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eurozone. Of course it is having an impact on the UK, but the German

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economy has grown by 2.5%. The US economy has grown by 4%. Our... If

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you look at the IMF... It came to a halt. In the last two years, these

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economies are growing. Our economy has flat-lined because of the

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decisions that George Osborne has made. First of all he blamed the

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snow, then the Royal Wedding, then the eurozone. At some point he has

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to take responsibility for his own actions. I don't think it is true

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that the deficit reduction has been the cause of slower growth. I think

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that most commentators would agree with that. Look at the IMF. They

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are saying the... The chief economist at the IMF, he's an

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important commentator. It would point to the collapse of confidence

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in the eurozone, which is our principal export market. Actually,

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the growth.... Please let me finish. It is not as high as we would like

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are not far off those of the United States. They are higher than most

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of the eurozone economies. Actually, I don't think it is right to say

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this is a plan that has failed. We know what your position is - your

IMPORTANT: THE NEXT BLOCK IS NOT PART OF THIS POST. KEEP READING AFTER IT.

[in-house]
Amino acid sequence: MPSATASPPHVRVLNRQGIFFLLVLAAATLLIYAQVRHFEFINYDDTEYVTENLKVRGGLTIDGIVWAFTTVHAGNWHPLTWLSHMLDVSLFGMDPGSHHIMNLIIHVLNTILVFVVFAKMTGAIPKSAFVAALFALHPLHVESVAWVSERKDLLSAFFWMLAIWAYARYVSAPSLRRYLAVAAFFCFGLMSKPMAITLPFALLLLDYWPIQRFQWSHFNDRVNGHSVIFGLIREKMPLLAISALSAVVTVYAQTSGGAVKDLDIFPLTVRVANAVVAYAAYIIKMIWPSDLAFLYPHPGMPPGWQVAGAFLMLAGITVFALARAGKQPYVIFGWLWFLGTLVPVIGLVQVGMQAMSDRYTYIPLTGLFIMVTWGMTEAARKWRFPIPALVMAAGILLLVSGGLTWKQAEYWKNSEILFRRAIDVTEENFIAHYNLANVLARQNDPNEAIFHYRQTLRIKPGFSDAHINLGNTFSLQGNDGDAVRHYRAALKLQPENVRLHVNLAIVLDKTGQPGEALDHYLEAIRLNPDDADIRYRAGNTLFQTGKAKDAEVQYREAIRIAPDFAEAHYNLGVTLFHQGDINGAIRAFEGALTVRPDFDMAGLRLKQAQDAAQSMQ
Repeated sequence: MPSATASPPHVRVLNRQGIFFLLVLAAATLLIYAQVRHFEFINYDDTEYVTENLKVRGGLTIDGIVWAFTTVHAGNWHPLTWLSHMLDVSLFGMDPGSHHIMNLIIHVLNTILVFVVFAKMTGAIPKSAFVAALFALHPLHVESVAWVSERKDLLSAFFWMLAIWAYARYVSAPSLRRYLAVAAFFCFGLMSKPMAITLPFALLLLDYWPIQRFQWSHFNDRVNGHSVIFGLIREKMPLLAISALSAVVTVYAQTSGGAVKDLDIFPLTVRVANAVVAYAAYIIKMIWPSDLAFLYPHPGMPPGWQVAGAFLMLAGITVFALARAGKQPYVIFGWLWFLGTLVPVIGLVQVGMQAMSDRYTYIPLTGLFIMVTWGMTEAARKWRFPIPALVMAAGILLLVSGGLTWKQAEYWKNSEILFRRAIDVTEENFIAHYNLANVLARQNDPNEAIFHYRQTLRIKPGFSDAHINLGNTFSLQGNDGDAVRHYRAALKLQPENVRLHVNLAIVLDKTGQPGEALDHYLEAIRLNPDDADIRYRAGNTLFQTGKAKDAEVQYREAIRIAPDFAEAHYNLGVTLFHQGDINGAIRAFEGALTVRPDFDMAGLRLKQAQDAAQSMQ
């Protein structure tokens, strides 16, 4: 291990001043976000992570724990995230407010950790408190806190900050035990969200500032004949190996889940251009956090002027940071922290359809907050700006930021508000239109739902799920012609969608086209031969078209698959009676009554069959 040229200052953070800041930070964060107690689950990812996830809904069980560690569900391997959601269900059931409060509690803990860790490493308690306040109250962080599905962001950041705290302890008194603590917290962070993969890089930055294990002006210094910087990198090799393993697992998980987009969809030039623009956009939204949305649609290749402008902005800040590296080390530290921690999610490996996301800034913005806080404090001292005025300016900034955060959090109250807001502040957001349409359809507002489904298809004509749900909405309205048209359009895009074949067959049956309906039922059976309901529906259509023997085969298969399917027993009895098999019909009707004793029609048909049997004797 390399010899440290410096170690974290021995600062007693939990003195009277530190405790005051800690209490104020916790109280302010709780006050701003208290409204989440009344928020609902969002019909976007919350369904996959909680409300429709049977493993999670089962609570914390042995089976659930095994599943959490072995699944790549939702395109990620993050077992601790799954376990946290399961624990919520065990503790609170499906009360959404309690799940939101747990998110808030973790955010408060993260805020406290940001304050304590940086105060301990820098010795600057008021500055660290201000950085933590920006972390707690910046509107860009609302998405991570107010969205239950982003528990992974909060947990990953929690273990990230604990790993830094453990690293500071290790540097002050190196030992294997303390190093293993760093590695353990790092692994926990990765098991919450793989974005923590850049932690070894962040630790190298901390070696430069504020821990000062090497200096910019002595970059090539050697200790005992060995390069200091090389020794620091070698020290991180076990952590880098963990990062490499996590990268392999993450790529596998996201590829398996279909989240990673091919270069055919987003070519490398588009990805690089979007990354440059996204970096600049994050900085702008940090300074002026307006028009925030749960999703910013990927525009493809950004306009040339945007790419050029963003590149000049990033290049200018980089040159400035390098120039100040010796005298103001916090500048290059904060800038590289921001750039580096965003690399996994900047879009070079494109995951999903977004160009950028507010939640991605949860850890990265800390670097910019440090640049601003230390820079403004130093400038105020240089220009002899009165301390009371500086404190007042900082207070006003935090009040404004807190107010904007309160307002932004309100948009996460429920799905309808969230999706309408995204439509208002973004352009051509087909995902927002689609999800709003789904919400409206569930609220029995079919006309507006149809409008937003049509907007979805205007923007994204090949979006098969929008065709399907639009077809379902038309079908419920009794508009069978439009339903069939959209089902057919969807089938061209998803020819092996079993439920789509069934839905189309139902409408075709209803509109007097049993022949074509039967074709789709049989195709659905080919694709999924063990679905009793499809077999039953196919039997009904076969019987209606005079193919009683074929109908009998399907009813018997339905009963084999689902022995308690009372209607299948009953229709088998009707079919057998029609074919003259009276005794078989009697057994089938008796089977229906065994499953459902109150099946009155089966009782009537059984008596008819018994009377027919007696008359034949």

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position has always been that actually we should spend more and

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borrow more. You are not therefore on strong grounds to attack this

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Government. You are the ones borrowing more - the cost of a

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failed plan. We employ more people at this time than in the country's

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history. That must cheer you up. Part of the reason is there are

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more people in the country. If you look at the numbers....

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Unemployment in Spain - lower in Britain. The only major economy

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where unemployment is lower than ours is Germany. The headline

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figures are good news, but there is a mixed bag there. Long-term

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unemployment is at the highest level since 1997. 500,000 people

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have been out of work for more than a year.

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It is a mixed bag. That is what I am saying. They are always a mixed

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bag. Every Year of the Blair-Brown Governments I could show you the

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unemployment figures. We have a challenge of people out of work

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more r -- for more one or two years. We know from the recessions of the

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1980s and 1990s that short-term unemployment turns into long-term

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unemployment. If someone has been out of work for two years, they are

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offered a job, that they have to take that opportunity. They have to

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take the job. What happens if they don't? They forfeit their benefits.